Contribution of knee adduction moment impulse to pain and disability in Japanese women with medial knee osteoarthritis
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Knee adduction moment impulse
Background: An increase in the knee adduction moment is one of the risk factors of medial knee osteoarthritis. This study examined the relationship between knee adduction moment and self-reported pain and disability. We also investigated the influence of pain on the relationships between knee adduction moment and gait performance and disability. Methods: Thirty-eight Japanese women with medial knee osteoarthritis participated in this study (6637 years (41-79 years)). Gait analysis involved the measurement of the external knee adduction moment impulse in the stance duration and during 3 subdivisions of stance. The total, pain and stiffness, and physical function Japanese Knee Osteoarthritis Measure scores were determined. Findings: The pain and stiffness, physical function, and total scores were positively correlated with the knee adduction moment impulses in the stance duration, and initial and second double support interval, and single limb support interval. The knee adduction moment impulse during the stance duration was related to the pain and stiffness subscale and gait velocity. The pain and stiffness subscale was related to the physical function subscale. Interpretation: Our results suggest that increasing in the knee adduction moment impulse, a proxy for loading on the medial compartment of the knee, is related to increased pain during weight-bearing activities such as walking, thereby restricting walking performance and causing disability by reducing gait velocity. Thus, the reduction in the knee adduction moment impulse during gait may result in pain relief and may serve as a conservative treatment option with disease-modifying potential. (C) 2010 Elsevier Ltd. All rights reserved.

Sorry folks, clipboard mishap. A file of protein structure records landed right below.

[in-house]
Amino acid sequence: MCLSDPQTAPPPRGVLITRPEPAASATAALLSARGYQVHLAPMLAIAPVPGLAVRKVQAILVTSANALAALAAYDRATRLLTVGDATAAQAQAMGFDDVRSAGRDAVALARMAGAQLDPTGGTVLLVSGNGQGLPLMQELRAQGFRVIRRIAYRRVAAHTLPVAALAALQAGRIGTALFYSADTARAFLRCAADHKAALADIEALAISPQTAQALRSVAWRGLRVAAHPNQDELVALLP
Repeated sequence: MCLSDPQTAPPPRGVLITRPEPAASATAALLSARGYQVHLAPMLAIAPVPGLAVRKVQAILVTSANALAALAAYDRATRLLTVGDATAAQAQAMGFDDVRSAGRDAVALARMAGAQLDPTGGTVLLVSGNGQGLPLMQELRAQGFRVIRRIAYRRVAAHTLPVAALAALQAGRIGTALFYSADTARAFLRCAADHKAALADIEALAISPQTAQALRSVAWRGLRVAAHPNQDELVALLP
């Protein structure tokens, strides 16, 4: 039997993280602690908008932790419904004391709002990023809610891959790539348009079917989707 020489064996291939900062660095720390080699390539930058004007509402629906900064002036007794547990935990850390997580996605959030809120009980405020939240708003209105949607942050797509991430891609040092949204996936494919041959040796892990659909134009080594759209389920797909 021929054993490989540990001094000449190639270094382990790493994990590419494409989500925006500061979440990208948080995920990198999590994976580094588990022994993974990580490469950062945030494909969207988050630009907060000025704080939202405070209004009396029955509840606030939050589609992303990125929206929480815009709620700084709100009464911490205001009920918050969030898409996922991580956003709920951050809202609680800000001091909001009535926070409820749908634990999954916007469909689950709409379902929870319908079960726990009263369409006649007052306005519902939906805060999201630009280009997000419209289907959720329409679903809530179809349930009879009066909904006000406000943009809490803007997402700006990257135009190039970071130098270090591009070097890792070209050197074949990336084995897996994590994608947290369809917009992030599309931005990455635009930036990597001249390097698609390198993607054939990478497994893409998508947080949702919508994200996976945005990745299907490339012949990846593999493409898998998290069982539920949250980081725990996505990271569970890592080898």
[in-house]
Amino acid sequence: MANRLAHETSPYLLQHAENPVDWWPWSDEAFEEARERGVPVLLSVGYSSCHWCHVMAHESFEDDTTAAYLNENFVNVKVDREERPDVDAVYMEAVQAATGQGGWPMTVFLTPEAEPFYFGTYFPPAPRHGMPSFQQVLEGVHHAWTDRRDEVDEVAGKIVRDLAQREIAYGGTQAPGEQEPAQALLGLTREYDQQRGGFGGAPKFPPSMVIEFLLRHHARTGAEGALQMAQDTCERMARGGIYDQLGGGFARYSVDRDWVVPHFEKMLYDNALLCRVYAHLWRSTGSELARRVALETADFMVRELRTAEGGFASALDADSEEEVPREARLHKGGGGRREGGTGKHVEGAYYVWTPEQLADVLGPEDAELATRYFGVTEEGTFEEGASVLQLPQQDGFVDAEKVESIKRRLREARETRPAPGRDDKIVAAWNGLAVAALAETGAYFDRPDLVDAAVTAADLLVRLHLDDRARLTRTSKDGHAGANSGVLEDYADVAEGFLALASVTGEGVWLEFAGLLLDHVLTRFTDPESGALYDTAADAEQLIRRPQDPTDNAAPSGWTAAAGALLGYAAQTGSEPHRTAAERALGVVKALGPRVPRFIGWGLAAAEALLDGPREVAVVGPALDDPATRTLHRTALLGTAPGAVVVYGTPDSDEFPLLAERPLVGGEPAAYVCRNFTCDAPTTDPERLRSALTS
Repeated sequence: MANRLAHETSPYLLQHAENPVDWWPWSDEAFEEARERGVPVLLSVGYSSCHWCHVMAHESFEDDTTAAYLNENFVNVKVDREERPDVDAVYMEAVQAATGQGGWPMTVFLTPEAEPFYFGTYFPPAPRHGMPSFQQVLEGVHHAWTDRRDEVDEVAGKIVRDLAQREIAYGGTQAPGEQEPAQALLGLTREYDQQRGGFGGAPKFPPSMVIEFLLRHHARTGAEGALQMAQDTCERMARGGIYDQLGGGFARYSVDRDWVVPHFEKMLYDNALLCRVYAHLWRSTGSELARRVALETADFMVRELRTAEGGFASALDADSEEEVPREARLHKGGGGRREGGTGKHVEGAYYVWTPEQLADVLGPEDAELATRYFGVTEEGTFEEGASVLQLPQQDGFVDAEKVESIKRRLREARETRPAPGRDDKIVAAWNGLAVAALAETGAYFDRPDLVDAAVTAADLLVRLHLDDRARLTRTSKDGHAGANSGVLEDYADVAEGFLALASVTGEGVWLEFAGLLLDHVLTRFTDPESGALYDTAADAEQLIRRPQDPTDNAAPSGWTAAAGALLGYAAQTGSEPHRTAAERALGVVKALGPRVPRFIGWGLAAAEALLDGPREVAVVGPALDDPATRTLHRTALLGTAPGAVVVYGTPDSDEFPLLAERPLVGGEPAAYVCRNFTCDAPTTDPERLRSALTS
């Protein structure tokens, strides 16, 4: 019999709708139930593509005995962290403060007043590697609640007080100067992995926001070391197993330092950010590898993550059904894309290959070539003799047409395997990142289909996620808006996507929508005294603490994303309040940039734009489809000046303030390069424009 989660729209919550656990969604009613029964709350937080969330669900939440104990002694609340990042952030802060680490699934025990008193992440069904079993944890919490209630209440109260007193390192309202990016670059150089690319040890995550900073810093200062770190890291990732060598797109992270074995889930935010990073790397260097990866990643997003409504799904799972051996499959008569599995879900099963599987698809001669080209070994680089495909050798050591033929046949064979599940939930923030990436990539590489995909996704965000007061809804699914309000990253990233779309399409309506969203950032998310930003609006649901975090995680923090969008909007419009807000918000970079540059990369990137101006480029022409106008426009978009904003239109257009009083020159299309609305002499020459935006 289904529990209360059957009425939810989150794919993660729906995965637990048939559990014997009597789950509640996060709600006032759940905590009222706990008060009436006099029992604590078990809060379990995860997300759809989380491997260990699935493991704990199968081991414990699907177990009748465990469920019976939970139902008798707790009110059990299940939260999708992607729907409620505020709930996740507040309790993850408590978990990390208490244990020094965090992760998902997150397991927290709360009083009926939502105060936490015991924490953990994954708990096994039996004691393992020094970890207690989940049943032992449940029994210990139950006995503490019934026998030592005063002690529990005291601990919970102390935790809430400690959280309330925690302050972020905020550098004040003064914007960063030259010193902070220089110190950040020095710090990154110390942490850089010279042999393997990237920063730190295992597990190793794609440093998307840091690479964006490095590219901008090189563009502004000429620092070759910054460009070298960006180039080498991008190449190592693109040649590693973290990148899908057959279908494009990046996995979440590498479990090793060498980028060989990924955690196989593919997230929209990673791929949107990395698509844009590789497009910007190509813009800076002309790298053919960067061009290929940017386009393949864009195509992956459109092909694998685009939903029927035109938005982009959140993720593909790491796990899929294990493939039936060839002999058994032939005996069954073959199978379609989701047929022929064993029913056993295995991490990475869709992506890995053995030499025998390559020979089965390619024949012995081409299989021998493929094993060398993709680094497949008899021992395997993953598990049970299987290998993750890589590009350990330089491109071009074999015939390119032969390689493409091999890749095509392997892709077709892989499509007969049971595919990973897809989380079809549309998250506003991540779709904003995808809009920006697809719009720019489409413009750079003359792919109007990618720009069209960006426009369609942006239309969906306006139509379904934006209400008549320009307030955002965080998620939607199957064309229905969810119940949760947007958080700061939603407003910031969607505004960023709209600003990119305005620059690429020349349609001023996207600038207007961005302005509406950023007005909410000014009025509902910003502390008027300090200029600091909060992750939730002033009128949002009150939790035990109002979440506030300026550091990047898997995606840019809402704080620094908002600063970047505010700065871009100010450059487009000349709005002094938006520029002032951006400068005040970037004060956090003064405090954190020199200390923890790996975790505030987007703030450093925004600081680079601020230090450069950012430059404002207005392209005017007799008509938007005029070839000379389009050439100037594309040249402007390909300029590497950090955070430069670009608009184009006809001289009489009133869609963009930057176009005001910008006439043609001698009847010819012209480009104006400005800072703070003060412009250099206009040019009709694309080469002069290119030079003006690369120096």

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Copyright (c) 2010 Elsevier Ltd